preventing drained air and fluid from returning to the pleural spacely cut. Usually, bleeding is minor and resolves on its own, but bleeding into restoring negative pressure within the pleural space to reexpand the lung. or around the lung may warrant surgical intervention.Preparing for chest-tube insertionInfection risk increases with duration of tube placement. Regular dressingDepending on the urgency of the situation, the nurse practitioner may insert changes done according to facility policy can help identify and prevent sitea chest tube at the bedside, in the operating room, or in an interventionalinfections. Note changes in drainage amount and character, which may indiradiology suite. When-ever possible, informed consent should be obtained;caregivers should reinforce the benefits of the procedure (for instance,easier breathing with lung expansion).The practitioner administers a local anesthetic, although use of a sedative/amnesic and analgesic agent or moderate sedation should be consideredfor patients without artificial airways. Provide supplemental oxygen andmonitor the patient as you would during any invasive procedure. After chesttube insertion, the patient may lose several hundred milliliters of blood ortransudate, potentially leading to hypotension. So make sure emergencyairway equipment and patent vascular access are available.Equipment to gatherObtain a thoracotomy tray and one or more chest tubes (sometimes calledthoracic catheters) of the appropriate size. Available in sizes ranging frominfant to adult, chest tubes use the French sizing system—the larger the size,the larger the tube. Generally, larger tubes are used to drain blood and transudate, while smaller tubes are for air removal. Adults commonly requiretube sizes between 24 and 40 French. Chest tubes also come in differentconfigurations (curved or straight) and different materials (PVC or silicone)and are available with a heparin coating to reduce friction on insertion.Set up the chest drainage unit (CDU) according to manufacturer’s instructions. (See Understanding chest drainage units)Patient positioningPatient positioning depends on the insertion site, whether air or fluid will bedrained, and the patient’s clinical status. Generally, the patient is positionedflat, with a small wedge or bolster (several folded towels or a blanket) placedunder the shoulder blades to elevate the body and give the practitionereasier access. The arm on the procedural side must be kept out of the way;usually, it’s brought over the patient’s head and secured. Pendulous breastsor excessive adipose tissue may need to be secured out of the way as well.The specific insertion site may vary with the condition being treated.Commonly, a chest tube is inserted at the midaxillary line between thefourth and fifth ribs on a line lateral to the nipple. (See A view of chest-tubeinsertion)Potential complicationsChest-tube insertion may cause bleeding, especially if a vessel is accidental-2

level decreases during inspiration and increases during expiration. If tidaling doesn’t occur, suspect the tubing is kinked or clamped, or a dependenttubing section has become filled with fluid. Also, don’t expect tidaling withcomplete lung expansion or with mediastinal tubes, because respirationsdon’t affect tubes outside the pleural space.Intermittent bubbling, corresponding to respirations in the water-sealchamber, indicates an air leak from the pleural space; it should resolve asthe lung reexpands. If bubbling in the water-seal chamber is continuous,suspect a leak in the system. To locate the leak’s source, such as a looseconnection or from around the site, assess the system from the insertionsite back to the CDU. When searching for the source of an air leak, use rubber-tipped or padded clamps to momentarily clamp the tubing at variouspoints; bubbling stops when you clamp between the air leak and waterseal. If you’ve clamped along the tube’s entire length and still can’t find thesource, the CDU might be faulty; replacement should be considered.cate increased bleeding or new-onset infection.Subcutaneous emphysema may arise as pleural-space air leaks into subcutaneous tissue. When this happens, tissues of the neck, face, and chestswell and you may note crepitus on palpation. Notify the physician if yoususpect subcutaneous emphysema; tube placement and suction level mustbe evaluated.Nursing care: From patient to systemAt least every 2 hours, document a comprehensive pulmonary assessment,including respiratory rate, work of breathing, breath sounds, and arterialoxyhemoglobin saturation measured by pulse oximetry (SpO2). Inspectthe dressing and note any drainage. Assess the insertion site for subcutaneous emphysema and tube migration. Keep all tubing free of kinks andocclusions; for instance, check for tubing beneath the patient or pinchedbetween bed rails. Take steps to prevent fluid-filled dependent loops, whichcan impede drainage.3Assess drainageAssess the color of drainage in the drainage tubing and collection chamber.Know that old drainage in the collection chamber may inaccurately reflectcurrent drainage as shown in the tubing. At regular intervals (at least every8 hours), document the amount of drainage and its characteristics on theclinical flow sheet. Report sudden fluctuations or changes in chest-tubeoutput (especially a sudden increase from previous drainage) or changes incharacter (especially bright red blood or free-flowing red drainage, whichcould indicate hemorrhage). Frequent position changes, coughing, anddeep breathing help reexpand the lung and promote fluid drainage.Don’t milk, strip, or clamp the tubeAvoid aggressive chest-tube manipulation, including stripping or milking,because this can generate extreme negative pressures in the chest tube anddoes little to maintain chest-tube patency. If you see visible clots, squeezehand-over-hand along the tubing and release the tubing between squeezesto help move the clots into the CDU.To promote drainage, keep the CDU below the level of the patient’s chest.Monitor water levels in the water-seal and suction-control chambers. Waterin both chambers evaporates, so be sure to add water periodically to maintain the water-seal and suction levels.As a rule, avoid clamping a chest tube. Clamping prevents the escape of airor fluid, increasing the risk of tension pneumothorax. You can clamp thetube momentarily to replace the CDU if you need to locate the source of anair leak, but never clamp it when transporting the patient or for an extendedperiod, unless ordered by the physician (such as for a trial before chest-tuberemoval).Be aware that tidaling—fluctuations in the water-seal chamber withrespiratory effort—is normal. The water level increases during spontaneousinspiration and decreases with expiration. However, with positive-pressuremechanical ventilation, tidaling fluctuations are the opposite: the waterIn the event of chest-tube disconnection with contamination, you maysubmerge the tube 1” to 2” (2 to 4 cm) below the surface of a 250-mL bottleof sterile water or saline solution until a new CDU is set up. This establishesa water seal, allows air to escape, and prevents air reentry.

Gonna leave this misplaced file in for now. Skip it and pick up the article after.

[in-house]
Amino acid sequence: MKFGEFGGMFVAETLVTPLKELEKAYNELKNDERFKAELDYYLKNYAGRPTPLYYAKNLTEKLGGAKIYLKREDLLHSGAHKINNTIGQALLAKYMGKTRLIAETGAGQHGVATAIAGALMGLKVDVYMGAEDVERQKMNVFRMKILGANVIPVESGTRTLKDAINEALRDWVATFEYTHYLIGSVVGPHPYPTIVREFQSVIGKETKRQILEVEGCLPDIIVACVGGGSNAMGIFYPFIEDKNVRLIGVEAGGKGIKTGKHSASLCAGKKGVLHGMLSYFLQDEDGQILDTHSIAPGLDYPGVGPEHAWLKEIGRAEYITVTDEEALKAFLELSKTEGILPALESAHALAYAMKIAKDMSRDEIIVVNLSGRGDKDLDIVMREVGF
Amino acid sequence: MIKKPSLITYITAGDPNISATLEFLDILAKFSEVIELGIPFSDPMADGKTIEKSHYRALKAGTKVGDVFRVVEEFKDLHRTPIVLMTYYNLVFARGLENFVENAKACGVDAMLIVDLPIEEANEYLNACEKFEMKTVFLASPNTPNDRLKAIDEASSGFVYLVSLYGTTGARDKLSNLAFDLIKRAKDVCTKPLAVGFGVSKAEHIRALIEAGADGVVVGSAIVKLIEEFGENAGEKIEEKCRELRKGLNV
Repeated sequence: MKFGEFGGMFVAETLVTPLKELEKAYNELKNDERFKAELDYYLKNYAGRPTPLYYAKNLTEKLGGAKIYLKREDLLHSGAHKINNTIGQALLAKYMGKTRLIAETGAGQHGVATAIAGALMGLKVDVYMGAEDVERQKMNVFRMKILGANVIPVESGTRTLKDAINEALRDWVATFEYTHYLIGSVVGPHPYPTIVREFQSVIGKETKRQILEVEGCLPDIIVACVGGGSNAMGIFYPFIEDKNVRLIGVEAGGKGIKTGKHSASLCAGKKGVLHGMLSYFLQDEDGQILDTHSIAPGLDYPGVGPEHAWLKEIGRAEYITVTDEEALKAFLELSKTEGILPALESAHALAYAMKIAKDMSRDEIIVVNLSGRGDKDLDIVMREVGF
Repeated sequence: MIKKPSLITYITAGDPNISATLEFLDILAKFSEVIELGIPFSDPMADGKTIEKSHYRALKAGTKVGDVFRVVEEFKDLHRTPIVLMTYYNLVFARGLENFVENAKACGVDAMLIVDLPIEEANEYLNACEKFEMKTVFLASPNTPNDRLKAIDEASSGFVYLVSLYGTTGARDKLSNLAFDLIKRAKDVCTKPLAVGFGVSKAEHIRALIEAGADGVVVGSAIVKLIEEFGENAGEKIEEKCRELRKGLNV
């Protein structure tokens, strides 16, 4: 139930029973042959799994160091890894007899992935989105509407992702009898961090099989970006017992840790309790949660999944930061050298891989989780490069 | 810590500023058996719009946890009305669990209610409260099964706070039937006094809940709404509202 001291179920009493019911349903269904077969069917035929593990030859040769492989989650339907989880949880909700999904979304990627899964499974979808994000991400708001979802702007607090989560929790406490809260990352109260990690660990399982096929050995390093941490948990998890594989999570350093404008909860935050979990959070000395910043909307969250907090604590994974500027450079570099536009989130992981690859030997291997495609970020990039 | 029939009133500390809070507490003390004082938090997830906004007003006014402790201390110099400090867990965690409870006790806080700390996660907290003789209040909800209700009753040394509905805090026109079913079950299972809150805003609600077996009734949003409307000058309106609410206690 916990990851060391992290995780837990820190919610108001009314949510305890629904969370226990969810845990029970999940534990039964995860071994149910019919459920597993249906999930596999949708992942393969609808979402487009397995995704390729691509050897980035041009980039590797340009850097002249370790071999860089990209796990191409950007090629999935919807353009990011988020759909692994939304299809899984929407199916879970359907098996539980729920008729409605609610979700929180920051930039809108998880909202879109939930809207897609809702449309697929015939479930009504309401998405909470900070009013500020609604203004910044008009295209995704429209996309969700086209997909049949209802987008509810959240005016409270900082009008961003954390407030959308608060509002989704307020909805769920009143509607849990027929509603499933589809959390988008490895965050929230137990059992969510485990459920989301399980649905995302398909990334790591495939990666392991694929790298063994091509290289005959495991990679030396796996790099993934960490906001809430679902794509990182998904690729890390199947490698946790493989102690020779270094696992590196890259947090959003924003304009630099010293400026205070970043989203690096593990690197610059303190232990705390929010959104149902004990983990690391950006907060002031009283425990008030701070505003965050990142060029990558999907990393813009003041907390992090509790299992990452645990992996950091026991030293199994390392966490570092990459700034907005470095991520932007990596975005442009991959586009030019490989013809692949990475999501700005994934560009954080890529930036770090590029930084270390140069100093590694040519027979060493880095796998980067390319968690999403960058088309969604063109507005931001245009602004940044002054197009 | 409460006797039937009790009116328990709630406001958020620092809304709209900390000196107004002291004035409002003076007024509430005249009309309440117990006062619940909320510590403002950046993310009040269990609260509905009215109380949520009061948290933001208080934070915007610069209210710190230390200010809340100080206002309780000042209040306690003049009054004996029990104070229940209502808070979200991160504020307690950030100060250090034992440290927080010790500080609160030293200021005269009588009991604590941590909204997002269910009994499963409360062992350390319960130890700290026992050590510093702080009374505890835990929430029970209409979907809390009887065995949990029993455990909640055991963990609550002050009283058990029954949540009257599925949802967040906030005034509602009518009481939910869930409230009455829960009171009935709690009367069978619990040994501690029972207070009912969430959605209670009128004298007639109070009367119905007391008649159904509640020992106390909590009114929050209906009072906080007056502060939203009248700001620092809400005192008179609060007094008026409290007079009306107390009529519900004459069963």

Chest-tube removalIndications for chest-tube removal include: improved respiratory status symmetrical rise and fall of the chest bilateral breath sounds decreased chest-tube drainage absence of bubbling in the water-seal chamberduring expiration improved chest X-ray findings.Chest Tube Care: Before starting chest-tube removal,inform the patient that the chest tube will be removed,and briefly describe the steps involved. Make sure thepatient is premedicated to relieve pain and ease anxiety. Teach the patient how to do the Valsalva maneuver,which he or she must perform before tube removal to prevent air from reentering the pleural space.Gather the supplies you’ll need, including sterile gloves, goggles, gown, mask, dressing supplies, sterile suture-removal kit, rubber-tipped hemostats, andwide occlusive tape. Place the patient in the semi-Fowler’s position and put a pad underneath the chest-tube site to catch any drainage.After the dressing is removed and the sutures are cut, the practitioner clamps the chest tube with hemostats. Instruct the patient to perform the Valsalvamaneuver as the practitioner quickly removes the tube at maximum inspiration. Immediately after tube removal, apply an occlusive dressing to the site andsecure it with tape. Another chest X-ray should be taken several hours later to ensure that the lung is still fully inflated.Nursing care after chest-tube removal includes: ongoing respiratory assessment vital-sign documentation monitoring the site for drainage assessing the patient’s comfort level.De-stress over chest tubesBy understanding the indications for chest tubes and providing appropriate nursing care, from chest-tube insertion to removal and beyond, you’ll findchest-tube care less stressful while helping your patient breathe easier and recuperate without complications.Selected referencesAmerican College of Surgeons. ATLS: Advanced Trauma Life Support Program for Doctors. 8th ed. Chicago, IL: American College of Surgeons; 2008.Coughlin AM, Parchinsky C. Go with the flow of chest tube therapy. Nursing. 2006; 36(3):36-41.Morton PG, Fontaine D, eds. Critical Care Nursing: A Holistic Approach. 9th ed. Philadelphia, PA: Lippincott Williams & Wilkins; 2008.Parrillo JE, Dellinger RP, eds. Critical Care Medicine: Principles of Diagnosis and Management in the Adult. 3rd ed. St. Louis, MO: Mosby; 2008.Protocol for autotransfusion: information from the Atrium 2450 self-filling ATS blood bag instruction